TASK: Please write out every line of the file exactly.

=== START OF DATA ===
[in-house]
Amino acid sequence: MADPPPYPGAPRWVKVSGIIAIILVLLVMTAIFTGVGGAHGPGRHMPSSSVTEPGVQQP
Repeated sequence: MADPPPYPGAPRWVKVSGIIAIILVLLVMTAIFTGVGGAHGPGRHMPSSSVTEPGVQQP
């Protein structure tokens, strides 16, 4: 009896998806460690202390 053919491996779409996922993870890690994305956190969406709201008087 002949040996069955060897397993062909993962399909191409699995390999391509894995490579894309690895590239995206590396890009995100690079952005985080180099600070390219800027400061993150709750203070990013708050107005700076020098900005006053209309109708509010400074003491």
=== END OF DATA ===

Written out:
[in-house]
Amino acid sequence: MADPPPYPGAPRWVKVSGIIAIILVLLVMTAIFTGVGGAHGPGRHMPSSSVTEPGVQQP
Repeated sequence: MADPPPYPGAPRWVKVSGIIAIILVLLVMTAIFTGVGGAHGPGRHMPSSSVTEPGVQQP
């Protein structure tokens, strides 16, 4: 009896998806460690202390 053919491996779409996922993870890690994305956190969406709201008087 002949040996069955060897397993062909993962399909191409699995390999391509894995490579894309690895590239995206590396890009995100690079952005985080180099600070390219800027400061993150709750203070990013708050107005700076020098900005006053209309109708509010400074003491």